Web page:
"The table, with its cushioned surface on which everything rests softly, is an image of future. It is supposed to create a feeling of lightness, meditation, curiosity, and have an expression of self-confidence. Squeezed in between past and future is now, symbolized in the lamp fixture that rests on the thin glass bulbs, either on the floor or against the wall. What is now is frail and vulnerable. The past must be accepted, although there is a measure of potential change in the future."

The Matter of Things, by Beckmans College of Design Students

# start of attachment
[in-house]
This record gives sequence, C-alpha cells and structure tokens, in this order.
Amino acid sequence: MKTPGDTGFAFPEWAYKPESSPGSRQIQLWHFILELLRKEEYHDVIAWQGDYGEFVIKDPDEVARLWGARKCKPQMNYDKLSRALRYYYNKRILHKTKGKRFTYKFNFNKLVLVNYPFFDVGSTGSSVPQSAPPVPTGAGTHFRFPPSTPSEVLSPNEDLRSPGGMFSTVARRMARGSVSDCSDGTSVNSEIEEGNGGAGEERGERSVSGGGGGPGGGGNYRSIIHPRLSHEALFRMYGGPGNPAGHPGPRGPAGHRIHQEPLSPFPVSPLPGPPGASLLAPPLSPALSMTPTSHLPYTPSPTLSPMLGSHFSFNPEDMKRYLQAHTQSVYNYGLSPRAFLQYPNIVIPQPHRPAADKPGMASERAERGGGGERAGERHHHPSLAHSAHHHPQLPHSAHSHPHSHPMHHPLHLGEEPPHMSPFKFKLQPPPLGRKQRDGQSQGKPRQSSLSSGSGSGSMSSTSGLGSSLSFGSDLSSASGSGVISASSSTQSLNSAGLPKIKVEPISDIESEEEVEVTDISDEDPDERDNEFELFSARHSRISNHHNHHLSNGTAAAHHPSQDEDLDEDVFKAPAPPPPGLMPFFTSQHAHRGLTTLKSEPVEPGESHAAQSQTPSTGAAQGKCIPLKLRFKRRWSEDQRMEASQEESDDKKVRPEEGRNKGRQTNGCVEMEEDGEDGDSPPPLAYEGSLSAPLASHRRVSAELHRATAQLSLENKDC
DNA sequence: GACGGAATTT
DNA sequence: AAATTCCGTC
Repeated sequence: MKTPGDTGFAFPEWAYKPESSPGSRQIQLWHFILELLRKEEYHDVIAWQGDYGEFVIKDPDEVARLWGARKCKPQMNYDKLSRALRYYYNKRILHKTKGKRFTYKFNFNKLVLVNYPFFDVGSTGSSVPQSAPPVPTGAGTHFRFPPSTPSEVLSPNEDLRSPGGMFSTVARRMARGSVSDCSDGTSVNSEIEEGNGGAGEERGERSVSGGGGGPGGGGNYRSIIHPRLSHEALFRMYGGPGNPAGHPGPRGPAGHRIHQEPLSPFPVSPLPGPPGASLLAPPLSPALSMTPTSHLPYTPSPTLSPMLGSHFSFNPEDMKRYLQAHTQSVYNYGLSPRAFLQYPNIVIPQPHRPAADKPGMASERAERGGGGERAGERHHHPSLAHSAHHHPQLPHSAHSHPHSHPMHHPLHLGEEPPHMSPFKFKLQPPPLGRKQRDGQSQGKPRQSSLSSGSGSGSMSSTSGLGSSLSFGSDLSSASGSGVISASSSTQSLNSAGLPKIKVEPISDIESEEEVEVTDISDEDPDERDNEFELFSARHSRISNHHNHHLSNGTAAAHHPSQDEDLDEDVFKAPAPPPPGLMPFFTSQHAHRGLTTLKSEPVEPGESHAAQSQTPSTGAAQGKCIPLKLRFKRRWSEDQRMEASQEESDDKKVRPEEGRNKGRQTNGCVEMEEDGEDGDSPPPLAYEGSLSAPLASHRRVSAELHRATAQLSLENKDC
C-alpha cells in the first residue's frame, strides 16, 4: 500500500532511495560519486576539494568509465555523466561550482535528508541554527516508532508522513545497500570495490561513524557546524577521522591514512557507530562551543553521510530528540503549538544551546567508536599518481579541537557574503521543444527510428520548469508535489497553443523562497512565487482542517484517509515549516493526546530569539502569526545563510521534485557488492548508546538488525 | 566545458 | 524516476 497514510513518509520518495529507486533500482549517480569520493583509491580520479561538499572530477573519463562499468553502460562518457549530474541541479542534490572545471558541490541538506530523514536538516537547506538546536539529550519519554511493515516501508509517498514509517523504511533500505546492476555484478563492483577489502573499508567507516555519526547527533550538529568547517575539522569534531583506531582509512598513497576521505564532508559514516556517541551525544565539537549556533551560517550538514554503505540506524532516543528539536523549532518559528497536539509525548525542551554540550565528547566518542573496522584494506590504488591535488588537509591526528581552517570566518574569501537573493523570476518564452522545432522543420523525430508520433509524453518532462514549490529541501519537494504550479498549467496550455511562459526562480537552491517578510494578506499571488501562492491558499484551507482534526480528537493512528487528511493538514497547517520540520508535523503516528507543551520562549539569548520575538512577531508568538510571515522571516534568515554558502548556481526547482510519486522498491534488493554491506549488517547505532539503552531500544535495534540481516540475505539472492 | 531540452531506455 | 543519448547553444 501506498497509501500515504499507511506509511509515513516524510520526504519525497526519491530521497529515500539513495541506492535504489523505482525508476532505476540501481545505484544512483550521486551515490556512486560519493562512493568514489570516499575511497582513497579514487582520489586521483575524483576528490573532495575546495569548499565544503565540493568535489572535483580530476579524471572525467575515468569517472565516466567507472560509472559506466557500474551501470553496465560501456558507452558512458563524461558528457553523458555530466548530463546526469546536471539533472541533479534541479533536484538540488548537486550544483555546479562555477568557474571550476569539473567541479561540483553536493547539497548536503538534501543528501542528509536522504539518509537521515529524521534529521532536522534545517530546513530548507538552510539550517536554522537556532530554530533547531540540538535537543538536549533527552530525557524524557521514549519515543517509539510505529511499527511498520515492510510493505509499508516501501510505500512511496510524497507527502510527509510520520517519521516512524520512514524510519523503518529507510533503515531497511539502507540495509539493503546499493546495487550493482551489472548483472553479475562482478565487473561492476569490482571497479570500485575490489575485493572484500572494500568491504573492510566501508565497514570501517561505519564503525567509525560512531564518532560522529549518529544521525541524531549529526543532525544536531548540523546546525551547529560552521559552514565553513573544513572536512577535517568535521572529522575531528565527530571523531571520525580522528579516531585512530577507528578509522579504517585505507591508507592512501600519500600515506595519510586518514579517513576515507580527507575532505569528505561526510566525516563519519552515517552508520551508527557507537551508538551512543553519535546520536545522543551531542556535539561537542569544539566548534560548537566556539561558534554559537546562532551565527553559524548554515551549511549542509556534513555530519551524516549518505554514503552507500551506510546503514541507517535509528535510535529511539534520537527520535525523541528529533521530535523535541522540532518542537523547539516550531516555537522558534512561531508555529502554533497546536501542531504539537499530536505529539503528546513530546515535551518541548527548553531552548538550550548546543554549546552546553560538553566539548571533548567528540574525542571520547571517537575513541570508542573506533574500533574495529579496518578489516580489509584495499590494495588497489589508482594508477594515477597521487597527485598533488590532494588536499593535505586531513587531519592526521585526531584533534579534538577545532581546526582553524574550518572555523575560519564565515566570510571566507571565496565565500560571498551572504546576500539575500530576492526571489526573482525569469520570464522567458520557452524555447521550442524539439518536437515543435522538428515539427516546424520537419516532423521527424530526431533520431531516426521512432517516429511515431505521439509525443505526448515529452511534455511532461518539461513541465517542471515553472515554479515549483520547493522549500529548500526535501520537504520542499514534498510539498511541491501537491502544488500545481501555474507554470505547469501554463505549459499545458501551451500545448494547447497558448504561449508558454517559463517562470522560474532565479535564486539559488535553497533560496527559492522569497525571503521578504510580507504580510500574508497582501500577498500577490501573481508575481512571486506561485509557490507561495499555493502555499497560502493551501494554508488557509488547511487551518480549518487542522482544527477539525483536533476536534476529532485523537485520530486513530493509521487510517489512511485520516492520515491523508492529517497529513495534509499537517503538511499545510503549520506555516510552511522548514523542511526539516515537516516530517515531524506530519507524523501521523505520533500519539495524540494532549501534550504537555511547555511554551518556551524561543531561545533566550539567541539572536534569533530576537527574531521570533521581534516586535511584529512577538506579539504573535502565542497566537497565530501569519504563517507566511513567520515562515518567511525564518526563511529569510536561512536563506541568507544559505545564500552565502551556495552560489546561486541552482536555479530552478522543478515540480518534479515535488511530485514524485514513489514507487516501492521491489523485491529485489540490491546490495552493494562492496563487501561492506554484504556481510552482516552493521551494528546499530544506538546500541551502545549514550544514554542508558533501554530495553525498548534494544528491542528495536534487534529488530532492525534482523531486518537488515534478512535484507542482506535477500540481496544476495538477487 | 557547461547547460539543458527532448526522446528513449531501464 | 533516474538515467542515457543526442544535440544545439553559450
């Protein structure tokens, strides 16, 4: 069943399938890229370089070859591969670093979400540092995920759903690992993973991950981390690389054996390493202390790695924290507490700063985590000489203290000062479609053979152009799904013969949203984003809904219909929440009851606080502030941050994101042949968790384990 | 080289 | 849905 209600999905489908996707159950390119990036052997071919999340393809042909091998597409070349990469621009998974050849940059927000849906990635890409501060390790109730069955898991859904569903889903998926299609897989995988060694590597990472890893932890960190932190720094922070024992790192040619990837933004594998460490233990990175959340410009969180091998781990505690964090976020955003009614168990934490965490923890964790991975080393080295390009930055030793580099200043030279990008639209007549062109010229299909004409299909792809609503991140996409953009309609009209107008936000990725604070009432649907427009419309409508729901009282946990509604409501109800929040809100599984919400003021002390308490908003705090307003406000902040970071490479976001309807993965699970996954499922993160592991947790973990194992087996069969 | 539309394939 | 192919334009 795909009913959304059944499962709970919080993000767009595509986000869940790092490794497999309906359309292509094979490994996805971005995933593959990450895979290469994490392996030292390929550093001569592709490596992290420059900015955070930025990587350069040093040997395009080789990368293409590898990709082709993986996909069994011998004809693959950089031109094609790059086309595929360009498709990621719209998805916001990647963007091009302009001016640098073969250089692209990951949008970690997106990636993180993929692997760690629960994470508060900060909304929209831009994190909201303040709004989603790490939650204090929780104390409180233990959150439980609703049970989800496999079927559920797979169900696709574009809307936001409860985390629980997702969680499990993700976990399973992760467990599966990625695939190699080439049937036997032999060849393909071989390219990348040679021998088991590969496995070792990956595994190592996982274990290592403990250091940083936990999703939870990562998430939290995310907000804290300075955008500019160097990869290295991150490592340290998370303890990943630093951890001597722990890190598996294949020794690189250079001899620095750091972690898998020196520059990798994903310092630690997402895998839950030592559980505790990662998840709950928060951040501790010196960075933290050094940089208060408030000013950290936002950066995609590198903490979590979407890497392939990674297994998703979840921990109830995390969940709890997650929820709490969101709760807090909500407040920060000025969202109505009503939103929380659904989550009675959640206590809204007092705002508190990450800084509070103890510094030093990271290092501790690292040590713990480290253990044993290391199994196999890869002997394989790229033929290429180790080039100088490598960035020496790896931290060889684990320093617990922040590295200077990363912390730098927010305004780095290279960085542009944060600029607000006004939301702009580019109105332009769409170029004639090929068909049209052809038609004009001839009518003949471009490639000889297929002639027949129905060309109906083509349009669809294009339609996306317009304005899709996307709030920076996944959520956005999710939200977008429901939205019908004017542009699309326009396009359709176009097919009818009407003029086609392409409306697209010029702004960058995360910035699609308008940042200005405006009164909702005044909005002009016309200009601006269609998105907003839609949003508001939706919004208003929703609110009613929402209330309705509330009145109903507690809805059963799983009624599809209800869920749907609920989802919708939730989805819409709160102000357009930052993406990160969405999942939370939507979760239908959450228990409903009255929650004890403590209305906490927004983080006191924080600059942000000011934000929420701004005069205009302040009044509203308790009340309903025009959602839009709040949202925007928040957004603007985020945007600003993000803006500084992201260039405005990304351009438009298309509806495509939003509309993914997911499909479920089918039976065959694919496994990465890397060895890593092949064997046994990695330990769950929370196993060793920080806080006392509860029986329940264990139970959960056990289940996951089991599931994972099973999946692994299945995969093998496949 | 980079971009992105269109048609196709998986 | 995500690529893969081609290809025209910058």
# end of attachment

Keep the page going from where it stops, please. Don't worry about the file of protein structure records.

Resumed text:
Attend an event like the Stockholm Furniture Fair, which is packed with designs by fresh-faced students and recent graduates, and you’re bound to see furniture so conceptual it borders on fine art (if not naiveté or cliché). That’s because students at some of the best design schools around the world are taught not just how to make things, but also how to think creatively and develop narratives — Stockholm’s Beckmans College of Design among them. Thirteen members of its current graduating class exhibited together at the city’s furniture fair this week, and rather than developing a suite of beautifully variegated chairs like a neighboring booth from the Lund Institute of Technology, they did some serious and deliberate navel-gazing in an attempt to develop furniture capable of manipulating its own emotional connection with users. Called “The Matter of Things,” the project asked each of its participants to choose an abstract problem to solve — like bonding, treasuring memories, or making physical contact — and embody it in a not-quite-as-abstract form. Not all of the results are particularly life-changing, but they do demonstrate the kind of thought processes that eventually lead to greatness. We snagged photographs of the pieces taken prior to the show, and annotated them with excerpts from its catalog that describe those processes in more detail. Stay tuned for more coverage of the talents we uncovered in Stockholm.